I’ll start writing down how I think Linux memory handling can be set up to not fuck up and go wrong. This is too much for one person to test in their evenings, but I think starting the checklist for this thing is something one guy can very well do 🙂
The article will best go to my adminspace wiki..
Page out / buffer dirty rate
cgroups memory limits:
Establish a strict separation between ressources intended for the OS and ressources for applications.
Check impact on buffer cache size
Form one cgroup for the OS
Form one more cgroup for the Apps
Document how the redhat tool for saving cgroup states over reboots is used
Make this one re-usable so if you add another App to the server you copy the cgroup settings and effictively break the ressources in half by default.
Number of queues
The kernel scheduler only has 64 queues. Someone *really* needs to test how behaviour changes from
- 8 concurrent IOs to 4 disks to
- 256 concurrent IOs to 100 disks
I feel many things are tripping there. At least from what I’ve seen.
Imho people will be randomly recommended to use cfq or deadline if they report disk issues, but they’re rarely recommended to actually *use* cfq(2) to priorize up/down IO writers.
The hard point with cfq is that it can’t really handle multiple writers in the same class killing each other (lacking a bucket mechanism).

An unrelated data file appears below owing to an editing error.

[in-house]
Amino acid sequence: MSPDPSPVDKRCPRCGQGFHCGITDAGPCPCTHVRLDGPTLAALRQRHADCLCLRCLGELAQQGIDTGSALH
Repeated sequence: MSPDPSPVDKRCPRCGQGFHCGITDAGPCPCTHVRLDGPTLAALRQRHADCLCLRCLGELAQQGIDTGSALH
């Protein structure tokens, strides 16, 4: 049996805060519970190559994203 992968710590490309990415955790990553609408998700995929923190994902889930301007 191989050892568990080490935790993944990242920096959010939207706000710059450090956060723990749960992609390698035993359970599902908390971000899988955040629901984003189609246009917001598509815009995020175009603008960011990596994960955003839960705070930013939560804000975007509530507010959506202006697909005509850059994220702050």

Even if both VMs are run in the “idle” qos class, VM A running a DD will always impose horrible lag to VM B that is just web serving. CFQ can save your server from abusive processes, but not protect processes of the same kind / qos level.
So, when you really turn to deadline you’ll find it can’t do any priorities, meaning you suddenly lose the “save the server” feature. at least every process on the system will feel the same pain in theory.
Then, according to the docs, for highend arrays etc. you’ll want to use NOOP, which is fine from a scheduler point of view, but of course means now you don’t have any classification any more, so a fast reader / writer or any disk with insanely high queue & serve time will now kill your server.
The usual “deadline” vs. “noop” vs. “cfq” benchmarks are concerned with desktop PCs using a single SSD.
I think it is becoming to benchmark them against BBUed Raid HBAs with 512MB at first – but not only.
The real challenge for answering if NOOP is beneficial is:
real storage with concurrent writers (that means, a dozen or more linux servers, smarty) pumping into 512GB cache – something that to my knowledge has never been looked into, although it’s far more important when it comes to scheduler tuning. (no, sorry, scale out toys do not matter in this prospect, instead any old DMX-3 will do just fine)
If deadline handles with the usual <1% difference to NOOP in this scenario there might be a winner.
’nuff for the first few thoughts
Food for reading: